CWU News

CWU Instruction Program Helps U.S. Army Get Lean

The United States Army is turning to Central Washington University to improve its efficiency, working with the university to provide Lean Six Sigma (LSS) instruction to a group at CWU-JBLM (Joint Base Lewis-McChord).

The students were members of the Army’s 4th Battalion, 160th Special Operations Aviation Regiment. The Night Stalkers, as they are known, provide aviation support for primarily nighttime missions worldwide, including through the use of specialized helicopters.

CWU professors William Braswell and Lori Erickson served as co-instructors through CWU Continuing Education. Both have earned a master Black Belt LSS certification, the highest designation.

The LSS method is a systematic approach to problem-solving that dates back to the mid-1980s. Its aim is to find ways for continuous improvement in a product or service through removing waste and reducing output variations. LSS can be project-specific or it can lead to an overall culture change within an organization.

“Army Special Operations is constantly solving problems, whether on a mission or at their compound,” Erickson said. “The value they find in what we’re bringing them is a more objective and standardized way to get through their problem-solving.”

The CWU course was tailored to the Army’s needs through a hybrid environment that offered a simultaneous combination of introductory, intermediate, and advanced LSS instruction. The training featured lectures and experiential learning activities that involved three challenges facing this specific unit: reducing helicopter-maintenance downtime, parts acquisition, and streamlining approvals for awards, including those presented to soldiers in combat.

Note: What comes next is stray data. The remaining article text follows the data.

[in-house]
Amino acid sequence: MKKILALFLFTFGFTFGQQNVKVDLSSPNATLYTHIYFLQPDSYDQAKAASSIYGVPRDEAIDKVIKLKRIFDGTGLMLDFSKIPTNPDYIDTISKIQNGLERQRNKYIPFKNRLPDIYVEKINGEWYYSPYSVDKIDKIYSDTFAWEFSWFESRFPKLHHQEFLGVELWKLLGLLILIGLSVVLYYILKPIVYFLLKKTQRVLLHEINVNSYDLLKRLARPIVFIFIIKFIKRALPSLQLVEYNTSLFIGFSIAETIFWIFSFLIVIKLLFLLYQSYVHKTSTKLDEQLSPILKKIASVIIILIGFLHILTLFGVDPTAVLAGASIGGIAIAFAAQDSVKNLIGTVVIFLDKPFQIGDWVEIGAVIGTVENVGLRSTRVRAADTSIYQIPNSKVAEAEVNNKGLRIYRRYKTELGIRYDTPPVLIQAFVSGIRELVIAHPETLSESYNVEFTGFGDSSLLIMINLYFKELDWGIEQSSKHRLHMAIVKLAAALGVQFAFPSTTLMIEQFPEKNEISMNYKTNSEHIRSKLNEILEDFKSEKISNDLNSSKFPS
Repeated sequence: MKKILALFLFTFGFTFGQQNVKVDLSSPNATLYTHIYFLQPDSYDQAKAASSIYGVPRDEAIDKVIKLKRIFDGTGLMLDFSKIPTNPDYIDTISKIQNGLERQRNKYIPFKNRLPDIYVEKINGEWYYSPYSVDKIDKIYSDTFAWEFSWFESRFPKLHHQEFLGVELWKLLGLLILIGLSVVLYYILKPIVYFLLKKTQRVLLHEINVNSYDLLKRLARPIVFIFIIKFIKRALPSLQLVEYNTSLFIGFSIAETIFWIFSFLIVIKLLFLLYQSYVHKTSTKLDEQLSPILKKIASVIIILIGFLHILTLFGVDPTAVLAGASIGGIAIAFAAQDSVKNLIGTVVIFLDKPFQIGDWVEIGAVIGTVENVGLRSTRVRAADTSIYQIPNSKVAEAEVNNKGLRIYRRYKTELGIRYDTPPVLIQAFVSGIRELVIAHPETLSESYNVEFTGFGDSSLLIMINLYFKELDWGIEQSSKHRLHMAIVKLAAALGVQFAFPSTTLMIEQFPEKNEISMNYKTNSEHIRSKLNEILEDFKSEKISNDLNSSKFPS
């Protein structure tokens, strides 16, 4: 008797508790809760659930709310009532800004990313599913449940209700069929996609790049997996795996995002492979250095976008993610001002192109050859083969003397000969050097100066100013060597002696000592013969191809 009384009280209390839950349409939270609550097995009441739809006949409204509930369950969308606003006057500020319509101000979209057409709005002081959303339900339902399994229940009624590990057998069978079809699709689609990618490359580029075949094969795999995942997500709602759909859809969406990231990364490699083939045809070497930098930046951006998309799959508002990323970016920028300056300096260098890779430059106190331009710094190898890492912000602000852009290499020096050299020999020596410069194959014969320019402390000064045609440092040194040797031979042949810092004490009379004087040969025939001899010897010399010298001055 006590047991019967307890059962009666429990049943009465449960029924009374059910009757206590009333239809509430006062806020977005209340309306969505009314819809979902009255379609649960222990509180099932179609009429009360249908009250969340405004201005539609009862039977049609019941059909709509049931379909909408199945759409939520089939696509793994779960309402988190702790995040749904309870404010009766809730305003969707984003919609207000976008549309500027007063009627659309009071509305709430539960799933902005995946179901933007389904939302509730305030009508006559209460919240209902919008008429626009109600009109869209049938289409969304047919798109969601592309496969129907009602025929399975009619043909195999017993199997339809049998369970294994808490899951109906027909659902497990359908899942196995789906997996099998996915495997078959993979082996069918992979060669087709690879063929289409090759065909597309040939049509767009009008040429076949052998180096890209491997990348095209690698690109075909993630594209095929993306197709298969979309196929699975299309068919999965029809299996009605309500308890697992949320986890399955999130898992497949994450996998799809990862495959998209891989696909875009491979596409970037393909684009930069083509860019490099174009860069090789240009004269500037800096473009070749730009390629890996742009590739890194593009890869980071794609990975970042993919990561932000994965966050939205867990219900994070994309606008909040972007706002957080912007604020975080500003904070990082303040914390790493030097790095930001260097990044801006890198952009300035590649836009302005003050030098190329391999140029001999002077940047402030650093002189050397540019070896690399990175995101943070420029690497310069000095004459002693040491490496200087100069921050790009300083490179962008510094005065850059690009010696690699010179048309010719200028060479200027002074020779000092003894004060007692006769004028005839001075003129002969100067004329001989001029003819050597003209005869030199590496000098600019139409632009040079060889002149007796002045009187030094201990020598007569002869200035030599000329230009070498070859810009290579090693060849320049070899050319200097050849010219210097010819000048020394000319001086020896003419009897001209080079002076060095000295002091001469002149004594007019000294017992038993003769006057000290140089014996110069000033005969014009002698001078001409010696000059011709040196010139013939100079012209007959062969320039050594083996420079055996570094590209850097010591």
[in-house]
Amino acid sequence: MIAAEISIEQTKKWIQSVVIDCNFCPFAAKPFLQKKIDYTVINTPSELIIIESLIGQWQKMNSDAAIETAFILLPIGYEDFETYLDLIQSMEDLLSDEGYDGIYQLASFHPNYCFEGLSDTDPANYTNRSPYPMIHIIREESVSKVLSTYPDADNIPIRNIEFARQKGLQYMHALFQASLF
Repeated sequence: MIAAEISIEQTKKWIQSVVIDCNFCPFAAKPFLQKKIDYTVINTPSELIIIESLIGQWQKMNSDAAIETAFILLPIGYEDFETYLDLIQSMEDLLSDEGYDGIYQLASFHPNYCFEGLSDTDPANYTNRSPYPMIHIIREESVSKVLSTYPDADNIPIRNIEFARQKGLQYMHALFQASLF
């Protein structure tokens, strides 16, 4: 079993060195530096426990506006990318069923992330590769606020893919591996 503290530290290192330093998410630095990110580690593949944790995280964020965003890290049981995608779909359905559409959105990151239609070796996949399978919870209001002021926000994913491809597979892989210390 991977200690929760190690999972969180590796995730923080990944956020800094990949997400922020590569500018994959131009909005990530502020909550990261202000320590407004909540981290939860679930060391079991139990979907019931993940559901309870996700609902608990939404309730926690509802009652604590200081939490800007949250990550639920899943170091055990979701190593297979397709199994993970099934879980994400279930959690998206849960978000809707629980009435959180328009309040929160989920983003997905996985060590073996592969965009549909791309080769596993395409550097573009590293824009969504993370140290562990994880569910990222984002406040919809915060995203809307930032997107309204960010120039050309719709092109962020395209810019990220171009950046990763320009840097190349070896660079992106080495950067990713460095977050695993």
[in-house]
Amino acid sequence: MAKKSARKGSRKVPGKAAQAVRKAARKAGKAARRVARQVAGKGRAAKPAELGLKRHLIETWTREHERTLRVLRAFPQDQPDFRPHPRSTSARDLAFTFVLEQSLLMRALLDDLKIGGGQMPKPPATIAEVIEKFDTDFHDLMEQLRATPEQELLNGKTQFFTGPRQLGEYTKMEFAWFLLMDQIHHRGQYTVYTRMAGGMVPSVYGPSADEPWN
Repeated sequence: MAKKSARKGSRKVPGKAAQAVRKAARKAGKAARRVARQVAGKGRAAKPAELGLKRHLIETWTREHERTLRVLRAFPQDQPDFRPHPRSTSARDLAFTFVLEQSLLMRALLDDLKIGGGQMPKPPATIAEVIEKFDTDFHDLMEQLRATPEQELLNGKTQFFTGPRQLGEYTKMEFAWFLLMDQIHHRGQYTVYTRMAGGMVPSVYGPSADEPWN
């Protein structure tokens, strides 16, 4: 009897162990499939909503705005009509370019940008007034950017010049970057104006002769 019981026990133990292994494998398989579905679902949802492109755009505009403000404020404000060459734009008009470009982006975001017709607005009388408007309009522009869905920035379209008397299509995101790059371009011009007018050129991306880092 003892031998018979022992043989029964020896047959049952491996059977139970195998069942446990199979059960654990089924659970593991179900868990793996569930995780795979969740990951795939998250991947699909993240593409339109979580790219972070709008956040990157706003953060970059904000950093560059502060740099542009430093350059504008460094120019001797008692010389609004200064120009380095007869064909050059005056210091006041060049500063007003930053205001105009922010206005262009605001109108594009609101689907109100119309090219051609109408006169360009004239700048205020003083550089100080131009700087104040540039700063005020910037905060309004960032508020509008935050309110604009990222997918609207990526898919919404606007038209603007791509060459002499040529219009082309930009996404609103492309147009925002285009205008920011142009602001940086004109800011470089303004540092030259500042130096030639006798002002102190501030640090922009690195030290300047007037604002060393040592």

Overall, 15 students earned their intermediate green belts and five others received their advanced black belts. They included non-commissioned, commissioned, and warrant officers, which meant that the CWU professors had to be sensitive to military rank and protocol.    

“We had the executive officer of the battalion in this class,” Braswell pointed out. “He was in Iraq much of the time, but he joined our training sessions by video and maintained connections with his team.”

This was the second consecutive summer the Army sought LSS training for its personnel. Another session has been requested and will begin in November. In addition, Erickson said the Army is working with CWU to extend training to soldiers at Fort Campbell, Kentucky, and possibly, additional installations.